HOUSTON — It’s a new way to fight crime. Cameras that snap pictures of license plates are going up across Houston.
“Right now we’re reading about 14,500 license plates per hour,” said Chief Ray Schultz, Memorial Villages Department.
Schultz has 20 cameras installed.
“Criminals usually will travel somewhere else to go commit their crimes and they usually travel by vehicle, so this gives us a great tool to try and figure out how they got there,” he said.
Last month, they came in handy.
“This is all we saw, it came back as a stolen Honda Accord,” Schultz said.
On Nov. 1 at 1:20 a.m., police got a hit on a stolen car. When they pulled the driver over, they found three people with outstanding warrants for things like robbery and drugs. Investigators say inside the car were a gun, machete, meth and ski masks.
“We feel pretty confident that they were up to no good, probably looking to commit another crime in the area,” he said.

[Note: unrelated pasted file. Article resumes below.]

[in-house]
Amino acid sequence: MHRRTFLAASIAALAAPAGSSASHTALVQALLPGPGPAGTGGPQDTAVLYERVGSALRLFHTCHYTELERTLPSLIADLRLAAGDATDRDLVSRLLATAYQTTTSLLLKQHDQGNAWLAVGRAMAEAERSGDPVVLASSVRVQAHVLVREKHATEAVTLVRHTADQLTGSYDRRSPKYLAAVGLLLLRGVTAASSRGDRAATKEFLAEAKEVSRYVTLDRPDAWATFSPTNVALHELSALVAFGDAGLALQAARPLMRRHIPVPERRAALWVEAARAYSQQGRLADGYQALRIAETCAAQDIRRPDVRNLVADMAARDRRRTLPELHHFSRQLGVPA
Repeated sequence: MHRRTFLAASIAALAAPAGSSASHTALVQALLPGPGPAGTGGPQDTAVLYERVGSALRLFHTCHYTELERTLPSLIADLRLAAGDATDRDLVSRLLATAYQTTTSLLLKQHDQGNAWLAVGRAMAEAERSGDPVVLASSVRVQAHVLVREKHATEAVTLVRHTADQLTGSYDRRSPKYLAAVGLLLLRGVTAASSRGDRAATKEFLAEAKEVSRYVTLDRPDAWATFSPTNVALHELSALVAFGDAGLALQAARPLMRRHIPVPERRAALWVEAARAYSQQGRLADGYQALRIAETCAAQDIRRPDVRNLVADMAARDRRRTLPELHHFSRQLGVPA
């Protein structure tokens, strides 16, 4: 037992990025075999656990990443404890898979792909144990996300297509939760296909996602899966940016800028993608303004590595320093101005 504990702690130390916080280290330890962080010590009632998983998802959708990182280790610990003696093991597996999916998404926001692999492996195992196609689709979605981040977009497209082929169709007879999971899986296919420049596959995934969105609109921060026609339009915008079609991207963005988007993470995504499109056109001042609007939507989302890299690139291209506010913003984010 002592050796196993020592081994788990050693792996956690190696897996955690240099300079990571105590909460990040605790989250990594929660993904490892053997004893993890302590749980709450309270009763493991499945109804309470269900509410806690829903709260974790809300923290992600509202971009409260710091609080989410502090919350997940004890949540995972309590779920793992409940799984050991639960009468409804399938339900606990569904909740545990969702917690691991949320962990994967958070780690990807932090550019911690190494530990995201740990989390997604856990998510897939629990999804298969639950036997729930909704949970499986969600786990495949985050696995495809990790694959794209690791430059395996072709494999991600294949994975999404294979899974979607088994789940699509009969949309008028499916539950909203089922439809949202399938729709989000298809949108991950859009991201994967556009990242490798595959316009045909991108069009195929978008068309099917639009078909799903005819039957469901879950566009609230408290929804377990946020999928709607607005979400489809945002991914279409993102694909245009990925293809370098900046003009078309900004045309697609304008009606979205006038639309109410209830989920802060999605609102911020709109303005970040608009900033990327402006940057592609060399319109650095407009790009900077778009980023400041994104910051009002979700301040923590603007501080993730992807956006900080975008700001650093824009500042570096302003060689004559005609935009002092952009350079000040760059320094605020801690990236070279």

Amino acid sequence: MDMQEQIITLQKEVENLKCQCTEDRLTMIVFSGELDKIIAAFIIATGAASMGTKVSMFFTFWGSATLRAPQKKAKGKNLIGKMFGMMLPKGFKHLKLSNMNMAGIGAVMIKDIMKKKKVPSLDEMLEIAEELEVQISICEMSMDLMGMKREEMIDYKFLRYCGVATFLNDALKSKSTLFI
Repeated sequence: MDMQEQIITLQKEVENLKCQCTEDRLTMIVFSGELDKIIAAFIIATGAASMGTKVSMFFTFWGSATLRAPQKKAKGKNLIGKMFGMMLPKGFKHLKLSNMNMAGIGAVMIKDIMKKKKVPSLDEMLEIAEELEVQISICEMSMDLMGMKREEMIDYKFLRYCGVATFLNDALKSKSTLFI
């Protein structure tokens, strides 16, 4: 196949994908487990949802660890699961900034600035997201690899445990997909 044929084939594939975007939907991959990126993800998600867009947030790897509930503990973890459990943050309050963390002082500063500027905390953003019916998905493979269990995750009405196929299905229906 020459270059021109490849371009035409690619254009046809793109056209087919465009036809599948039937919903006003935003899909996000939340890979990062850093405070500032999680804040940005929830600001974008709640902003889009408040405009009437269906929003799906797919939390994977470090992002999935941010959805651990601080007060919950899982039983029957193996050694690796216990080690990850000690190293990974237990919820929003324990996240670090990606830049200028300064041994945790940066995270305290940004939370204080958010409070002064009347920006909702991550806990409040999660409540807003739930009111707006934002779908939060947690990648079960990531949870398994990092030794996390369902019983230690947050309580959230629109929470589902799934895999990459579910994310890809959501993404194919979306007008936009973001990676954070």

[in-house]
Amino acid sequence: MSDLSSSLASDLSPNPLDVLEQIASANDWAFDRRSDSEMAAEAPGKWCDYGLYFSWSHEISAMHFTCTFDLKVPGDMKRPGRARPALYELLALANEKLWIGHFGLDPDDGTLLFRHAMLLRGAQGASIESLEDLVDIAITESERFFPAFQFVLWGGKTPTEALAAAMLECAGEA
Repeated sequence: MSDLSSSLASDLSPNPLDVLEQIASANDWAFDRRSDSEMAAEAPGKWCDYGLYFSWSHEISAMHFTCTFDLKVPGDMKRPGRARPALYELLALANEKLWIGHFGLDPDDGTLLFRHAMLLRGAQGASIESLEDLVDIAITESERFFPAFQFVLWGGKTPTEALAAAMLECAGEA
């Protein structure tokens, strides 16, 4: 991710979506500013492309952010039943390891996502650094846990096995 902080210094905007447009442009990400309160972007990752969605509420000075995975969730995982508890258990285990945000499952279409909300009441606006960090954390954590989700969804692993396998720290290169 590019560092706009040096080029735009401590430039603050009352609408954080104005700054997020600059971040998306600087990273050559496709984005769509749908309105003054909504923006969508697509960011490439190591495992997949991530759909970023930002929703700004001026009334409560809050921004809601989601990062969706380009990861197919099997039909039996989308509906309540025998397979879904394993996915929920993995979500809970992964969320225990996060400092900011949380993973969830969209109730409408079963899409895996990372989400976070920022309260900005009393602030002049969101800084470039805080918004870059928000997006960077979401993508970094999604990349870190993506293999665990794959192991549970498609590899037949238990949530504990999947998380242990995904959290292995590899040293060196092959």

However, Chief Shultz said he has gotten questions about privacy.
“You just can’t enter a plate in and see when Joe is coming and going, it has to be tied to an active criminal investigation,” he said.
But to actually stop a car, his officers still need probable cause.
“We are not taking pictures of the front of the car, I don’t know who is in the car, all we are trying to do is provide additional leads to the detectives, they still have to prove the case,” Schultz said.
Flock Safety, the company who makes the cameras, is based in Atlanta. It said in a statement, “We don’t share or sell data to third parties. The footage that is captured securely goes to the cloud and is then deleted after 30 days with no exceptions.”
Unless the footage becomes part of a criminal investigation.
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